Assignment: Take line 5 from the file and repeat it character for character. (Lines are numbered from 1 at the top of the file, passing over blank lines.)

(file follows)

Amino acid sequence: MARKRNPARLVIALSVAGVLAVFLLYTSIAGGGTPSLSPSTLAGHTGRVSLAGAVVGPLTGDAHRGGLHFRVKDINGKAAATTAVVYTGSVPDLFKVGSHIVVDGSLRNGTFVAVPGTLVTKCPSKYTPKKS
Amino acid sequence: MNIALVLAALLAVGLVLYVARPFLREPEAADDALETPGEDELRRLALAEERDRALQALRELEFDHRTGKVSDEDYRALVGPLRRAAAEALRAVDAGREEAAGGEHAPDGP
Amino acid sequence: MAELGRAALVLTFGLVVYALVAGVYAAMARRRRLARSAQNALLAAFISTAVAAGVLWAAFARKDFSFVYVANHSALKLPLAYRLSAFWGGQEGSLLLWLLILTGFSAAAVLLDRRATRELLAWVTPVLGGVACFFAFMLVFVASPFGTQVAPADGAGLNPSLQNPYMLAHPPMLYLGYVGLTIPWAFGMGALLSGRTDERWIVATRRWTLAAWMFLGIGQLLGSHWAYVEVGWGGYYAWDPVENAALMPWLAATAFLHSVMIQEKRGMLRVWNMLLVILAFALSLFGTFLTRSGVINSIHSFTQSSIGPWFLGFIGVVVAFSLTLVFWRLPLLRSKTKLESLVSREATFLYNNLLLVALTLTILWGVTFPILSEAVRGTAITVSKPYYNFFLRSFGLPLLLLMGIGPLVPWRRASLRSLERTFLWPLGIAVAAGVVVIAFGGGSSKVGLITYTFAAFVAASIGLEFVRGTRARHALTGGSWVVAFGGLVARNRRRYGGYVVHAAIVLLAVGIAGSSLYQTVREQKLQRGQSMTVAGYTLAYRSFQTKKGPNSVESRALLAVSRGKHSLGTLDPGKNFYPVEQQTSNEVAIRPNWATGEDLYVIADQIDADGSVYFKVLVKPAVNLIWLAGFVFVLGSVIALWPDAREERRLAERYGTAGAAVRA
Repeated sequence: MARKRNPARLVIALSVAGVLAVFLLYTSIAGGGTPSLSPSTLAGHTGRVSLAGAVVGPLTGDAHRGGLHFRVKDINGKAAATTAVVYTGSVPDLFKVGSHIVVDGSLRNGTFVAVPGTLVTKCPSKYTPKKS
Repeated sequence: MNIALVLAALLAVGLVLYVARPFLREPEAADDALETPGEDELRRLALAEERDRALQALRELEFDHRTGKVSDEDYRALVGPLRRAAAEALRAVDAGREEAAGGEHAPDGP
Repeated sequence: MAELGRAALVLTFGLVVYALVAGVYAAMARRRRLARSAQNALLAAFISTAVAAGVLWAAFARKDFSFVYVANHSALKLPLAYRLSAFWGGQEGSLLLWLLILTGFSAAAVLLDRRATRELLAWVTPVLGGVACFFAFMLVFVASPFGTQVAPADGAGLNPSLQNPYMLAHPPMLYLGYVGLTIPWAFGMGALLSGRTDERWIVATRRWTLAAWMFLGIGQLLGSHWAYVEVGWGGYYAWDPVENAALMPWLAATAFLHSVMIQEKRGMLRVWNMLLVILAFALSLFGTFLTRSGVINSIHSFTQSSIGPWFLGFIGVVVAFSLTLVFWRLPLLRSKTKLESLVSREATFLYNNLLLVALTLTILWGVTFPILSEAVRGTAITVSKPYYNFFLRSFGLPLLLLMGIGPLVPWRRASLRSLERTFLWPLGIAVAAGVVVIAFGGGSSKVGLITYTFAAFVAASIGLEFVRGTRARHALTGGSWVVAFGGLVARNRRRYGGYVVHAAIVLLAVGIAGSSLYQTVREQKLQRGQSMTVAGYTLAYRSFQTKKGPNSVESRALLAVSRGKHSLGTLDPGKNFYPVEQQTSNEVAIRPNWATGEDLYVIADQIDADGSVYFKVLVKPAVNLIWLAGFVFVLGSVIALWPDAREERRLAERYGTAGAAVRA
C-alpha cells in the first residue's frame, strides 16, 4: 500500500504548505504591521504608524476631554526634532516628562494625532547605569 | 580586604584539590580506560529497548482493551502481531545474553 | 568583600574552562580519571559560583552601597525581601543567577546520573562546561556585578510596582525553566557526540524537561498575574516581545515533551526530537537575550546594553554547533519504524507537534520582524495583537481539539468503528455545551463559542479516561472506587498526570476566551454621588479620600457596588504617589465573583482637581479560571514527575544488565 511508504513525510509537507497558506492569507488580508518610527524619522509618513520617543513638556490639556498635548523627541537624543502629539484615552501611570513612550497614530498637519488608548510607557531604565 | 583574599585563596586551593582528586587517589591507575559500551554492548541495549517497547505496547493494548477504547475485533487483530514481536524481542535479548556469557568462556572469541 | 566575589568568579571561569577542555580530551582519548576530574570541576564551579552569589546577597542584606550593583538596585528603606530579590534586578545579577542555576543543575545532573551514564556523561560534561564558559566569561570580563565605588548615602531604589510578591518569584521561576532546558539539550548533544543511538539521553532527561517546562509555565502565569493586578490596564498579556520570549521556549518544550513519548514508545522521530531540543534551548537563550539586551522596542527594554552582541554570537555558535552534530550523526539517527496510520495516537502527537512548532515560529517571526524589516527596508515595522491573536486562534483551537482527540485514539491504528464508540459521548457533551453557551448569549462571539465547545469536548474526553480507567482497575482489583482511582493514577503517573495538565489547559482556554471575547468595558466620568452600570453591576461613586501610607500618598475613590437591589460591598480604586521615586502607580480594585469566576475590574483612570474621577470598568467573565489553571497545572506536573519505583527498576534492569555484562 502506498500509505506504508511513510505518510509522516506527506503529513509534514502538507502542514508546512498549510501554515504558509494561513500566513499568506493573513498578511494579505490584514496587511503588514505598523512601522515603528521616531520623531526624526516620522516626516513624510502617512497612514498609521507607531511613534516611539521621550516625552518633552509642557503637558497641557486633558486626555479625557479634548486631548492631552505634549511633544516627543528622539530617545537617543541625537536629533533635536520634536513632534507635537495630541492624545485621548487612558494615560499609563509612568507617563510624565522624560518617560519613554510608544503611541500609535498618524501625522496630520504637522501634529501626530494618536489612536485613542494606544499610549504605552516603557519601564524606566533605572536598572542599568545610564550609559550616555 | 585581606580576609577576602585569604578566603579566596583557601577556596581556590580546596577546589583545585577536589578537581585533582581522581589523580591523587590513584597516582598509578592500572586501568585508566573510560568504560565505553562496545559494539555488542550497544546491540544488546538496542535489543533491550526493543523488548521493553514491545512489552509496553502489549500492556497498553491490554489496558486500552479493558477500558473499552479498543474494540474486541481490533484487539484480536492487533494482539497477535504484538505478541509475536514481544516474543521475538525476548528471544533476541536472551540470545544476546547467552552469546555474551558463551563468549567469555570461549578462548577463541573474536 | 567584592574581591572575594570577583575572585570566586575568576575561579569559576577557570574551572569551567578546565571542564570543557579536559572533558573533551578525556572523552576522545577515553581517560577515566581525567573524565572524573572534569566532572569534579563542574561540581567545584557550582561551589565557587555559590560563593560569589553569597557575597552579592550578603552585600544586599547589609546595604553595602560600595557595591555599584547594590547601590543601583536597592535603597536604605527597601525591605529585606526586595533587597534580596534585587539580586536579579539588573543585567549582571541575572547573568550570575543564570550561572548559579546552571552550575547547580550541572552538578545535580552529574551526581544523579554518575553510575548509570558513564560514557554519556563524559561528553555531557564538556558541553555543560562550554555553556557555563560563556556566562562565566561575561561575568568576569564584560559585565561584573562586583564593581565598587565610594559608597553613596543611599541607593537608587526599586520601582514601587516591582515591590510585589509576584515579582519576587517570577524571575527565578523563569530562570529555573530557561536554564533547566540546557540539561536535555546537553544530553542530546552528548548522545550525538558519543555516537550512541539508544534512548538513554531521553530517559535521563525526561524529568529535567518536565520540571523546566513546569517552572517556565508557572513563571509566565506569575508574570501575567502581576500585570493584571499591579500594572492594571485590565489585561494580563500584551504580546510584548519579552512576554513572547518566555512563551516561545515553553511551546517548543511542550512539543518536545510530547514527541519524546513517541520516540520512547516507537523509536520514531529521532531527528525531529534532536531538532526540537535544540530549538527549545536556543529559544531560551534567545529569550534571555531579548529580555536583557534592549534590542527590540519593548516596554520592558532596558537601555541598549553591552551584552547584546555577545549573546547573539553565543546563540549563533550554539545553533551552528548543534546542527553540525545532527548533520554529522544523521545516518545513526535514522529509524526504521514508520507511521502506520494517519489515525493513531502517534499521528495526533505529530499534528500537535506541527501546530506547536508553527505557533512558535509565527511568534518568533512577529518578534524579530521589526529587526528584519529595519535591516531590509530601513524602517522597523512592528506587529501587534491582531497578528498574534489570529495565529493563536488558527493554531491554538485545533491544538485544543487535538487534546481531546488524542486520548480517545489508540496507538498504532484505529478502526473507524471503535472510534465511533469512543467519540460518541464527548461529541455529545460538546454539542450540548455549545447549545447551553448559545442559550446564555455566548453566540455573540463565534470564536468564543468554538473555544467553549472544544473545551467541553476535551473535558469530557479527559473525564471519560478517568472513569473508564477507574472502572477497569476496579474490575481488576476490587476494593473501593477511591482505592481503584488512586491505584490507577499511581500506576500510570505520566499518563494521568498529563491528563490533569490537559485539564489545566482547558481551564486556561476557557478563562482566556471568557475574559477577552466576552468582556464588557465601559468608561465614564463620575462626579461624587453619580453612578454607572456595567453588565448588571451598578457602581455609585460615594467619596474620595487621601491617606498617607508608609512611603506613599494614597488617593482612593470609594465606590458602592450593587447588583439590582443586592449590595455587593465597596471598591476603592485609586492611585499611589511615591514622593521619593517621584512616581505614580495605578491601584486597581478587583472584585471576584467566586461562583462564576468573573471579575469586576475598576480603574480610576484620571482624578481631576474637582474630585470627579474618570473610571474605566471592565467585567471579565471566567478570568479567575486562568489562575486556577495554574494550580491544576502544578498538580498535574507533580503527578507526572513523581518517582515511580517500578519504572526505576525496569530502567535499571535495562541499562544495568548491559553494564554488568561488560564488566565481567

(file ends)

Repeated sequence: MNIALVLAALLAVGLVLYVARPFLREPEAADDALETPGEDELRRLALAEERDRALQALRELEFDHRTGKVSDEDYRALVGPLRRAAAEALRAVDAGREEAAGGEHAPDGP